Crafts people, she says, are the best friends you could ever have.

“They are so supportive.”

At Sun Dog, with Tom not there with her as he usually was, her fellow crafters looked out for her. The vendor next to her even insisted on accompanying her to the parking lot at the end of the day, which was 10 p.m.

He told her, “I’m not leaving you until you are in that car and on your way to the hotel.”

She says, “That really helped me. I was kind of nervous being out there myself.”

She plans to continue her trips to Sun Dog.

“Quite a few of the older people quit this year, but I’m not quitting until I can’t go anymore,” she says. “That’s my holiday. I’m going to hang right in there.”

Eva has been knitting since she was a pre-schooler.

“My grandma taught me how to knit,” she says. “I always remember my first knitting needles. Grandpa made them out of welding rods.”

The only yarn you could get back then was really fine, she says.

“Those needles would be forever falling out of the stitches,” she laughs.

To some, knitting is a mystery. But not to Eva.

There are really only two stitches, a knit and a purl, and all the rest are just variations, she says.

 “A purl is the back of a knit. And that’s all there is to it.”

Knitting has been the centre of her life since she retired. As a public health nurse, she travelled from Battleford to Paynton and Maidstone, doing baby clinics and home visits. In the summer it was beautiful, she says, but it was nerve-wracking in the winter.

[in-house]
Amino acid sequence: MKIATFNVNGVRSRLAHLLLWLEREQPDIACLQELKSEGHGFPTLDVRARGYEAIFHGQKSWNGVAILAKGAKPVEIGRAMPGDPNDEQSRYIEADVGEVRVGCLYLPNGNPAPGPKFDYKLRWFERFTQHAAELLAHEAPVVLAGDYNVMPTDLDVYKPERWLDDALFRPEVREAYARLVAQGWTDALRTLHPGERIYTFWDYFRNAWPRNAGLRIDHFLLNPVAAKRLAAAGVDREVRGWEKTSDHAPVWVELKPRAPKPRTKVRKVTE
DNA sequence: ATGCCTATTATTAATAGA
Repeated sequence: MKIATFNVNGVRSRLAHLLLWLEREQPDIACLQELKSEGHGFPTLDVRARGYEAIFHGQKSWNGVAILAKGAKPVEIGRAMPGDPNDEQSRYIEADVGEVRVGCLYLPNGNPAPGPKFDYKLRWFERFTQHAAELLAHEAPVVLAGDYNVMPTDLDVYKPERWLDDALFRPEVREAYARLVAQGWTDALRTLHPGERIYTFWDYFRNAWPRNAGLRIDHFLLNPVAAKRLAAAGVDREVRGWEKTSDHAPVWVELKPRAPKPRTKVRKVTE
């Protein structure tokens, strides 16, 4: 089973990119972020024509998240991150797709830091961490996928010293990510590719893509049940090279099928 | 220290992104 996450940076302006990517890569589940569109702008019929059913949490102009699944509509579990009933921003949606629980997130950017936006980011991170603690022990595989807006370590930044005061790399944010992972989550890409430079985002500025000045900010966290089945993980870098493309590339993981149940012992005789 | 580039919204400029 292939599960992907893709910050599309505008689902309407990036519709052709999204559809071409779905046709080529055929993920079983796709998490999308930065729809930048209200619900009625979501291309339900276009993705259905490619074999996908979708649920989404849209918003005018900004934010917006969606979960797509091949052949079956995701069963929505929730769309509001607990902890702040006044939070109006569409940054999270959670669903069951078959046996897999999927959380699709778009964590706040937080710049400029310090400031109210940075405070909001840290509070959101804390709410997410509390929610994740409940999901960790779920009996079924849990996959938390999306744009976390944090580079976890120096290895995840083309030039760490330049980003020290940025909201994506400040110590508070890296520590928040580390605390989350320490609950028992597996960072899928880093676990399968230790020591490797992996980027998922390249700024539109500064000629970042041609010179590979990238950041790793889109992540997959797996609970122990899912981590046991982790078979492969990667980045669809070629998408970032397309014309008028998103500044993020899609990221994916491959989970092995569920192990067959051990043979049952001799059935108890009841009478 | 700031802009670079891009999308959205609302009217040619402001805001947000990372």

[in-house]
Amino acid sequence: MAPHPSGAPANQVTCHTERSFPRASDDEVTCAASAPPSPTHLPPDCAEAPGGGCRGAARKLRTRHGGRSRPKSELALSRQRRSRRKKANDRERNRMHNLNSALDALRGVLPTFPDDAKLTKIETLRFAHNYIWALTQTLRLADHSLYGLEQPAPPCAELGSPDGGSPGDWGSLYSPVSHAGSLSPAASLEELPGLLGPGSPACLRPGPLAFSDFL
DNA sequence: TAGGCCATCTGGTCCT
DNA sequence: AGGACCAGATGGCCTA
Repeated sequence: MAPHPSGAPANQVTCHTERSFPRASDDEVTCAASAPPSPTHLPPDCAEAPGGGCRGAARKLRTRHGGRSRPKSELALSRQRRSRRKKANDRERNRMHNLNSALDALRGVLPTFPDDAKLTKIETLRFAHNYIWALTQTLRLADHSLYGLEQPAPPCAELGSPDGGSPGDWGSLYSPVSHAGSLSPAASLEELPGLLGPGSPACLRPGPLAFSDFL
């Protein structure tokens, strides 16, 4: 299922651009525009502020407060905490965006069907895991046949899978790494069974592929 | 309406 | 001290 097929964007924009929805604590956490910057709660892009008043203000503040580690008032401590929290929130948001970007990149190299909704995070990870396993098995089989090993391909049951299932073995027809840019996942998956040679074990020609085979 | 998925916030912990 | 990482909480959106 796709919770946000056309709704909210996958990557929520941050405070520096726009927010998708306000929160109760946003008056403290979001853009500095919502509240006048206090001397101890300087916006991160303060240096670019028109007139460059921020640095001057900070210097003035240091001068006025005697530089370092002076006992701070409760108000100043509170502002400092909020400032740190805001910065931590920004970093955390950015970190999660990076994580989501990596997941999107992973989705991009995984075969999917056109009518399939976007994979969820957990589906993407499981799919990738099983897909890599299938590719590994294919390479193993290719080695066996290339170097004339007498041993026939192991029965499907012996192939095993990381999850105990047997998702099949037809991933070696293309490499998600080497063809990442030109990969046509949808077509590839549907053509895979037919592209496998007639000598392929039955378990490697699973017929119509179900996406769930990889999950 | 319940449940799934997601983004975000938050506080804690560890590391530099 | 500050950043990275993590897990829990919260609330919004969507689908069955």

At 60, she decided she would draw her pension and “stay home and knit.”

Of course, with the shortage of nurses, she found herself eventually saying yes when calls came her way to come back to work. She took shifts at the Battlefords District Care Centre (then called Battlefords Regional Care) and at River Heights Lodge.

It was the same for Tom. He took early retirement, but he got called back a lot for about five years, she says.

She and Tom had no children, but they were adopted by the daughter of neighbours.

“She’s 21 now,” says Eva. “She used to live down the street ... to this day she calls me her grandma.”

As a graduation present, she and Tom took Danielle on a trip to San Francisco, where Eva’s sister lives. Now, Danielle, who is studying nursing at the University of Lethbridge, is planning a trip to New York in May and Eva hopes to go with her.

Eva says, “I have had such good neighbours. They are just wonderful.”

Meanwhile, she is content that her husband, too, is in good hands.

“They have a real program for them,” she says, “and he’s happy.”

She smiles, “It’s nice over there. There’s no competition, they all have Alzheimer’s.”

© Copyright Battlefords News Optimist